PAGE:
University tries new tampons on for size

In a few weeks, the University Bookstore in the Student Center will be home, not only to Temple hoodies and travel mugs, but also to organic tampons, cloth pads, and a new alternative menstrual product

In a few weeks, the University Bookstore in the Student Center will be home, not only to Temple hoodies and travel mugs, but also to organic tampons, cloth pads, and a new alternative menstrual product called “the Keeper.”

Thanks to the Tampaction Campaign, sponsored by the Feminist Majority Leadership Alliance (FMLA) and Students for Environmental Action (SEA), the bookstore agreed to add alternative products to the conventional items already being offered.

The action taken by the campaign is an effort to realize their goal: “to eradicate the use of unhealthy, unsustainable tampons and pads, institutionalize sustainable alternatives into our schools and communities, and infuse healthy attitudes surrounding menstruation into our culture’s consciousness.” More than 25 schools have joined the campaign so far, including Temple.

The new products are health-oriented and all three promise a lowered risk of Toxic Shock Syndrome, which can be fatal.

Organic tampons are made of 100% pesticide-free cotton, while conventional tampons are made out of rayon and cotton that may have been treated with chemicals and carcinogens. The cloth pads are also made from organic, all-natural cotton. The Keeper, which is a rubber cup to be worn internally, is made from natural gum rubber and is reusable for up to 10 years.

According to the campaign, males and females alike stand to benefit from these items. The average woman throws away about 6,800 feminine products in a lifetime. Discarded tampons and pads pile up in landfills, and may take up to six months to biodegrade. Recyclable alternatives like the cloth pads or the Keeper can help put a stop to this amount of waste.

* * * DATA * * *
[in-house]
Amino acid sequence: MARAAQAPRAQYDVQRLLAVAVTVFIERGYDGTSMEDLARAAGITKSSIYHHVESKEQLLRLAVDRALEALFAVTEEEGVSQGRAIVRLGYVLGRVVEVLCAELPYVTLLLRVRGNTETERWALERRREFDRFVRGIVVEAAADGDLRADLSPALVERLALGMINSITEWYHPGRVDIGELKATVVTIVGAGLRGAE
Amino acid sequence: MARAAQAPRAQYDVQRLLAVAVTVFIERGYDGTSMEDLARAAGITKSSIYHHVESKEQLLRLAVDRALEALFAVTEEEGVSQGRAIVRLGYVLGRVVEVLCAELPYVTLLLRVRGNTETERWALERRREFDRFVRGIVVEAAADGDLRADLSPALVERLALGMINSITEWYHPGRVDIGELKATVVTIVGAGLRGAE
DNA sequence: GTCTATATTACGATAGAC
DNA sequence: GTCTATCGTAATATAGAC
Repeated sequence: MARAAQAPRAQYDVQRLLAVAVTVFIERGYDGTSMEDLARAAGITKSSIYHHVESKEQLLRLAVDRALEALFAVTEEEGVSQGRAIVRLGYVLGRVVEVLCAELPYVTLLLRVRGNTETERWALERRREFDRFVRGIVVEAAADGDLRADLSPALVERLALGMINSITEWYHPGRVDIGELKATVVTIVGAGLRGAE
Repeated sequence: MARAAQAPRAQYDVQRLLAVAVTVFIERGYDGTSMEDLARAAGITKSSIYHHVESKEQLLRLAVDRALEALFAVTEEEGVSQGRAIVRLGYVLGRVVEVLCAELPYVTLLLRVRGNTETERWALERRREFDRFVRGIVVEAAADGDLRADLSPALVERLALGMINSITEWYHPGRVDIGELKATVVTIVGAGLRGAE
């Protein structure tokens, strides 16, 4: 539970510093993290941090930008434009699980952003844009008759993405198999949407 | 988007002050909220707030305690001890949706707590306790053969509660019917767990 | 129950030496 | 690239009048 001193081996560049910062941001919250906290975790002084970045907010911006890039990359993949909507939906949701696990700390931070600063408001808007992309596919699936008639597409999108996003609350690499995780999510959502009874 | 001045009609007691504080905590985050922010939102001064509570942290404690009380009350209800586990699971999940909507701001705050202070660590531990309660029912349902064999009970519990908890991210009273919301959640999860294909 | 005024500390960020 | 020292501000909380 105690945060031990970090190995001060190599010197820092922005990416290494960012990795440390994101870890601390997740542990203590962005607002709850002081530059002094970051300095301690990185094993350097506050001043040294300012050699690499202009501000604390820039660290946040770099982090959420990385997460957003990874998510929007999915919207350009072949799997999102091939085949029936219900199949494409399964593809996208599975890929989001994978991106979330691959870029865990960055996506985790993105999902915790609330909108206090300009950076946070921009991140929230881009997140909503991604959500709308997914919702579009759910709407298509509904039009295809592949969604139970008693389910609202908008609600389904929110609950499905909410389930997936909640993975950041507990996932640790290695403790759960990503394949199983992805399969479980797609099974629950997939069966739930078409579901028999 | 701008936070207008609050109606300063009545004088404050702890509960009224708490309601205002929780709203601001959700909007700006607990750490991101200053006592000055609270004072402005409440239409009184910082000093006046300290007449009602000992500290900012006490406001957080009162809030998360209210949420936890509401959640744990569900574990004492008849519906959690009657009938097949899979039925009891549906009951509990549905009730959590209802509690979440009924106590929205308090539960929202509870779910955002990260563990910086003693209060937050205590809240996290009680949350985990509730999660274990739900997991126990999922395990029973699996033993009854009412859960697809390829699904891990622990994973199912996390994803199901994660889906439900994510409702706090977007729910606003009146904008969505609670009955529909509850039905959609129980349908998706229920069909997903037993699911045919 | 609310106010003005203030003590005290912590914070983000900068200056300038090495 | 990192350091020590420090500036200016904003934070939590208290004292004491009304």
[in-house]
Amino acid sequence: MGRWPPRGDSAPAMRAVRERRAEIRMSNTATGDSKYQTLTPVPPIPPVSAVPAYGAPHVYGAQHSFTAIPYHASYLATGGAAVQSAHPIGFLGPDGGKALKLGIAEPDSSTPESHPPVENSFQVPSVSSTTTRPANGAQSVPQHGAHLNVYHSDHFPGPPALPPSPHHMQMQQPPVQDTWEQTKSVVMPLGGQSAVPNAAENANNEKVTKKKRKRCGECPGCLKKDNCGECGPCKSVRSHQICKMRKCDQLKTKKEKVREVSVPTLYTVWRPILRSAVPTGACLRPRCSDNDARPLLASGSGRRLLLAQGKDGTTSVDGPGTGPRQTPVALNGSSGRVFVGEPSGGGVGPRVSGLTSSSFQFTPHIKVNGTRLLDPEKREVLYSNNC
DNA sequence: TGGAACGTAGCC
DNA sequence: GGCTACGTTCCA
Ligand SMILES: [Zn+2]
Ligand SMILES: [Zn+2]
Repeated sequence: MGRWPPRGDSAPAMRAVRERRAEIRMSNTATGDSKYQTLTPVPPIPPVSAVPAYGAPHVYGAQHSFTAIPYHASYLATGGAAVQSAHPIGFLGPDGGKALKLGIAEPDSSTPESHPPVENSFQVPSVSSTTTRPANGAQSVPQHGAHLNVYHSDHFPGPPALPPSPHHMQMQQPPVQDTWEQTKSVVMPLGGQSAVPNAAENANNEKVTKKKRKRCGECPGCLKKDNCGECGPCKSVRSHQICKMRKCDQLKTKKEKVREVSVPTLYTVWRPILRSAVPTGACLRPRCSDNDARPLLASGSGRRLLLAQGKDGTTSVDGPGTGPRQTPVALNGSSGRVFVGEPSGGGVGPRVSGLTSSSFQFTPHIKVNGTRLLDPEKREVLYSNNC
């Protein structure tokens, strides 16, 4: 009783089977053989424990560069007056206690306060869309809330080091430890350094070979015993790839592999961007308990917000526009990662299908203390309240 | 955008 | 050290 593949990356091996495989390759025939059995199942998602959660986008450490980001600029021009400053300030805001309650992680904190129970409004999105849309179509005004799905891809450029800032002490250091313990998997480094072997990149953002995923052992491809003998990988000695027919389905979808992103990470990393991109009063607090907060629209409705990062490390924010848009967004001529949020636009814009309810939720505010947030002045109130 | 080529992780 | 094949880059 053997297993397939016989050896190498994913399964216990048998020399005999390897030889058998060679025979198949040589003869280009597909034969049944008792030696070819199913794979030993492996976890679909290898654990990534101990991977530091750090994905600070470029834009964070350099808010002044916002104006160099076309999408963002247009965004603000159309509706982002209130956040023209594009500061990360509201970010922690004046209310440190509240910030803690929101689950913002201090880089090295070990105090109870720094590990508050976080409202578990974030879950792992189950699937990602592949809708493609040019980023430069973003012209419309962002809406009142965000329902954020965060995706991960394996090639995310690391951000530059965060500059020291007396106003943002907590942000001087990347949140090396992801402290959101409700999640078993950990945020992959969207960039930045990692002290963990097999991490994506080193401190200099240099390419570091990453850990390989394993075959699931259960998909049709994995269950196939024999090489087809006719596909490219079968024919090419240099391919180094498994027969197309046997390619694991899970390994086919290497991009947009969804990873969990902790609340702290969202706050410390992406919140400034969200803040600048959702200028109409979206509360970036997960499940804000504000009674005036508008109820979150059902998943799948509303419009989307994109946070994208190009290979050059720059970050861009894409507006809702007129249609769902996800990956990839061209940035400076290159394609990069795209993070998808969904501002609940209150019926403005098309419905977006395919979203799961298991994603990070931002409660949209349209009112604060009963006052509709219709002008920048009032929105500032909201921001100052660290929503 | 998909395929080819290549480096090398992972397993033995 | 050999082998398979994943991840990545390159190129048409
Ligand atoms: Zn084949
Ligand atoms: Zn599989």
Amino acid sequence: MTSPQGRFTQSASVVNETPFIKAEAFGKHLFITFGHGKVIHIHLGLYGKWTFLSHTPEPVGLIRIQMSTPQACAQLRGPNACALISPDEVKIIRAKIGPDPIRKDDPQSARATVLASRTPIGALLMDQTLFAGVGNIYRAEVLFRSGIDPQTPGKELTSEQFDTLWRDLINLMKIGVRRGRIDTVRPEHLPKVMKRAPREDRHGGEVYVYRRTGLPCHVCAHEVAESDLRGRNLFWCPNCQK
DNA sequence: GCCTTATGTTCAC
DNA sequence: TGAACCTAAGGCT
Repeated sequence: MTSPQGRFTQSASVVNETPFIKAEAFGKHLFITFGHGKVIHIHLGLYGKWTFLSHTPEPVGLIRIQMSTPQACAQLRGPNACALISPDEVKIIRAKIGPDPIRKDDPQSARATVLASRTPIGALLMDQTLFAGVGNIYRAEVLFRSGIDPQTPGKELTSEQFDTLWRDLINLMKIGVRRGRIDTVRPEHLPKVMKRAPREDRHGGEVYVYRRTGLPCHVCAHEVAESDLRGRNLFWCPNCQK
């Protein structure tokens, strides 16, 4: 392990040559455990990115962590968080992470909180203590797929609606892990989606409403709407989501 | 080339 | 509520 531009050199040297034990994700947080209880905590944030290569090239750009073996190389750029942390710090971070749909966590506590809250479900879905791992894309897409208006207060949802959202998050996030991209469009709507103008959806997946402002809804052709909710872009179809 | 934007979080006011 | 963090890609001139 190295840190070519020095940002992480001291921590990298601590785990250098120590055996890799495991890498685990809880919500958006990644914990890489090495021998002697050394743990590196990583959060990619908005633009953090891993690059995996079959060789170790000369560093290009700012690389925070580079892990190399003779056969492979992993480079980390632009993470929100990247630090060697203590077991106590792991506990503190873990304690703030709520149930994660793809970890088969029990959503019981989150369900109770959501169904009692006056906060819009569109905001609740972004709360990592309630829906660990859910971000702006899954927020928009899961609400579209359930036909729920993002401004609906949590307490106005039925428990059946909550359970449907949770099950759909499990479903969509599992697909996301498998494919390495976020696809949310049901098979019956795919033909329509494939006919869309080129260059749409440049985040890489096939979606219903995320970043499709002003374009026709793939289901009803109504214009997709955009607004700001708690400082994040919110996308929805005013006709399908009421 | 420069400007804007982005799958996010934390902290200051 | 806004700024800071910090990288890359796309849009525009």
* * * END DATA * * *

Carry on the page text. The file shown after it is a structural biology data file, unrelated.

Environmentalists also have concerns with the production of conventional tampons or pads. The process of making these products releases harmful chemicals like dioxins, which pollute the environment. The production of organic tampons and cloth pads is chemical-free.

According to Andrea Mickus, a national coordinator for the Student Environmental Action Coalition and a sophomore, people of both sexes and all ages should pay attention to this campaign.

“Having it [menstruation] be a woman’s thing instead of an everyone thing is divisive, and it also reinforces gender stereotypes,” Mickus said.

Mickus was instrumental in pitching the campaign to bookstore manager James Hackett.

“We thought that we were going to have to convince the bookstore more, but James has been completely cooperative,” said Mickus.

Hackett chose to market the new products based on a business viewpoint. He explained that there are few vendors to sell the desired items, and the bookstore will be catering to a growing demographic. The bookstore is also planning on opening up to the trend of organic foods in the coming months.

According to Mickus, a growing trend among teenagers is to buy products labeled “organic,” and she hopes that this will extend to the feminine products.

“It’s trendy to shop organic, and behind the trend there are definite health reasons. I think that because people are aware of the trend they are more likely to be receptive to the health and environmental reasons.”

Although the bookstore is currently experiencing “vendor difficulties,” the new products have been ordered and should be available within weeks. Once the items do arrive, FMLA and SEA plan to distribute free samples using donations provided by various companies.

The organic tampons and cloth pads sold in the bookstore will be more expensive than conventional items, but “hopefully we’ll be able to keep them competitive,” said Hackett.

Some students are already anticipating the changes in the bookstore.

Freshman and self-described feminist Emily Schu said, “I’m excited because information is finally getting out to your everyday female. This is something that I feel all women should know about but that’s covered up by the media and the big corporations.”

No matter what the price, Schu pledges to purchase, saying “I definitely plan on supporting it [the campaign] because I think the information needs to be spread on campus.”

There will be a workshop titled “The Truth about Tampons II” today from 5 p.m. until 8 p.m. in the Women’s Studies Lounge on the 10th floor of Anderson Hall for all students interested in learning about alternative products.

Kristi Lee Daidone can be reached at

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